The state’s influence on education is stronger than the intellectual stimulation of the university. Even through many hours of study and work, student-teachers rarely disregard their ingrained ideas in favor of an exploration of what is relevant to students and how children prefer to learn. Talbert and Moore say, “[T]heir preparation as teachers…has betrayed them.” Many teachers give the profession a try for a few years and then quickly retreat. I’ve found that teachers aren’t adequately prepared for the work of the job. Young students naively enter a degree program with optimistic ideas of helping kids, when in reality teaching is no longer about children or for children. How disappointing.
The authors go on to claim, “In our experience, teacher education students are rarely asked to consider issues of ultimate significance.” This is also my experience. What is education for? What are these tests telling us about our students? Will this work prepare these children? What are we preparing them for?
It feels like no one wants to confront these questions because the answers will lead to the deconstruction of institutions, power and money. That’s about as anti-humanitarian you can get in an institution that proclaims that exact opposite.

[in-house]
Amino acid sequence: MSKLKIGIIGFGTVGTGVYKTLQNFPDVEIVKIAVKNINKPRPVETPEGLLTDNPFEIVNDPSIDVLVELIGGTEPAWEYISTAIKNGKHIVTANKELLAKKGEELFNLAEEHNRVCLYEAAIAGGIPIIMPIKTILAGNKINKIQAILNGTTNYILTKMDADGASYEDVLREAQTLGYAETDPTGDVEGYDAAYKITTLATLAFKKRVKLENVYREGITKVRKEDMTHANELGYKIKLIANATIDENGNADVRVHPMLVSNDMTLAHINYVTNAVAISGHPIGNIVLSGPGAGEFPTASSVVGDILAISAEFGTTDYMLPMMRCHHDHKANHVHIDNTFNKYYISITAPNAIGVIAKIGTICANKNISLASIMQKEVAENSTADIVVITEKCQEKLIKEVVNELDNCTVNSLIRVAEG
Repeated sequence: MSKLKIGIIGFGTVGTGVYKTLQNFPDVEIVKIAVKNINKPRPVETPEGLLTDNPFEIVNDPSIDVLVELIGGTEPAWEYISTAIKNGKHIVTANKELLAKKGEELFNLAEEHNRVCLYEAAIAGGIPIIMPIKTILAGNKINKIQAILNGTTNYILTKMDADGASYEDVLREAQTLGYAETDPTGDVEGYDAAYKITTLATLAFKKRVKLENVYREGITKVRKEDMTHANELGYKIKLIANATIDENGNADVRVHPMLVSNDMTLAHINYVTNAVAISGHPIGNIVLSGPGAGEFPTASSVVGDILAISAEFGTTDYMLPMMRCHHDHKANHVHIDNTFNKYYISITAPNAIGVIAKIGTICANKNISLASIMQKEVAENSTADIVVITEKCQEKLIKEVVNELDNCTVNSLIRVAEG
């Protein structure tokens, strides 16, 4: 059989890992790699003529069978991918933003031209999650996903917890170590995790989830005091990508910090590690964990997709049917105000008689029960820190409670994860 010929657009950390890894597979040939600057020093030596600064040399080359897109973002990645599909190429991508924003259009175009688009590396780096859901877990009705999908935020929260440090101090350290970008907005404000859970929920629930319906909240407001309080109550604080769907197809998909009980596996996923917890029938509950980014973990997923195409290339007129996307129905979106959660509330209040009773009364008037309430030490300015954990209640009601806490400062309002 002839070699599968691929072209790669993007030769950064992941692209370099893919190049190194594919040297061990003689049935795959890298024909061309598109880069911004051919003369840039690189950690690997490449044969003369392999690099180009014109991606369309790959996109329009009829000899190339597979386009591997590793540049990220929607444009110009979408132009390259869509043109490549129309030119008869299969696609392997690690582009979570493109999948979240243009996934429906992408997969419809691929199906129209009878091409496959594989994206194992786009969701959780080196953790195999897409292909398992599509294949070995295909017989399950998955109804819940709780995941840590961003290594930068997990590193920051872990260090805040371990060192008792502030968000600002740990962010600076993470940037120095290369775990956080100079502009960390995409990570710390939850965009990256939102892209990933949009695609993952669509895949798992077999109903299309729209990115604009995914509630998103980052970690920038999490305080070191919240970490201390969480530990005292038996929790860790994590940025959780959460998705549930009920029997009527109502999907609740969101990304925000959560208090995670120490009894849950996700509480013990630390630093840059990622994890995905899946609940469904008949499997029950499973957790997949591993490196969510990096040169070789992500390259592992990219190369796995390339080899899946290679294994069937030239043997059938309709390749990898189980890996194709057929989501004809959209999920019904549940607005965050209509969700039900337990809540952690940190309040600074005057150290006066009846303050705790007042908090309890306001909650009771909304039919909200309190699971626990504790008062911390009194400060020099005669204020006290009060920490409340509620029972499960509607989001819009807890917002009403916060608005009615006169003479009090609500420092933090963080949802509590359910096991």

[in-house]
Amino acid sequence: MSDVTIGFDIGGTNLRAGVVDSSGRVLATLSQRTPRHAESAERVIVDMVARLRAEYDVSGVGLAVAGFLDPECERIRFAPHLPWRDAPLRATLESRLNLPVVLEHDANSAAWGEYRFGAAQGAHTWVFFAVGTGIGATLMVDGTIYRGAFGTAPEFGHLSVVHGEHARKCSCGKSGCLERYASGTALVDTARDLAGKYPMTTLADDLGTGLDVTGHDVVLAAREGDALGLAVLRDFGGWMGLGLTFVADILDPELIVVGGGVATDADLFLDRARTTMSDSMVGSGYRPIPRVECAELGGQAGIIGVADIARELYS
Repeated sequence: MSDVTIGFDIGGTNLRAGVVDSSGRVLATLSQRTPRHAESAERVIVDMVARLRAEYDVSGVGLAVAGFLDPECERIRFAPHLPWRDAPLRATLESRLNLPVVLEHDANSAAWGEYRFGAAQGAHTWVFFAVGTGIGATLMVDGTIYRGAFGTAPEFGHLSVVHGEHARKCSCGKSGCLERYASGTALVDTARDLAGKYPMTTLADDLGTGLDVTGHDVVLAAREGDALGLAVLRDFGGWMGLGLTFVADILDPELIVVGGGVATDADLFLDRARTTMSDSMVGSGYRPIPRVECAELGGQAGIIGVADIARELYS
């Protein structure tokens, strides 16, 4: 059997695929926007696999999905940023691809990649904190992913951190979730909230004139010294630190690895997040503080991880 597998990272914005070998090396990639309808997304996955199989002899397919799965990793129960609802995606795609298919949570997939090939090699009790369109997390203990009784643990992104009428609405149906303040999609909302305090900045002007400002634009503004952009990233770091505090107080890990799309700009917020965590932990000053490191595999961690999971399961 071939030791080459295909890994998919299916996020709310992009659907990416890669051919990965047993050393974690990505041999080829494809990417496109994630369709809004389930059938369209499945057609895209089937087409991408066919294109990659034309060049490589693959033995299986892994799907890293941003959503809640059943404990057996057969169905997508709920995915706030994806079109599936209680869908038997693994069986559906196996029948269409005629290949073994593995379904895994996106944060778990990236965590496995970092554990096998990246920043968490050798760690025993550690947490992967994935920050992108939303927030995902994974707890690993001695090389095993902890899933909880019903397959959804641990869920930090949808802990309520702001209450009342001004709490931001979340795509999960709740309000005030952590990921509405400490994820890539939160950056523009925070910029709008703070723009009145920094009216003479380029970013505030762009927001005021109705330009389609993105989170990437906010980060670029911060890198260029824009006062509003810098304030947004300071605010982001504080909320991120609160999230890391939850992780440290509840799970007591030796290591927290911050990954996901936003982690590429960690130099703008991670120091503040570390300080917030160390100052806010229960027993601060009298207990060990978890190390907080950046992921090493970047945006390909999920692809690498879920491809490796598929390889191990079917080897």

Where does all this enlightenment take me? Seeing the corruption, speaking out about the inequalities, and wanting the long-term disservice that education has offered to change, has brought me many hours of introspection. Having this knowledge hasn’t led me to action and it doesn’t lead most into action for change. It’s led me to a frustrated view of humanity. Helplessly watching universities, social institutions and media continue to manipulate us.
ALERT WARNING ALERT: Spoilers from the last episode of “Serial” below. STOP NOW if you don’t want to know how it ends.
Here’s my Journalism 101 question about “Serial“: If Sarah Koenig had done the exact same reporting without anyone seeing it, and she took what she found to NPR — or most any other publication — would they have published the story?
She didn’t find enough doubt to spring Adnan Syed. She didn’t find enough evidence against the mysterious Jay, or anyone else, to reopen the case of the murder of Hae Min Lee. She said what she believes — “most of the time, I think he didn’t do it” — but in the end, she had to shrug her shoulders.
At most publications, including the ones I’ve worked for, I think most people would’ve stuck her notes in a drawer and moved on.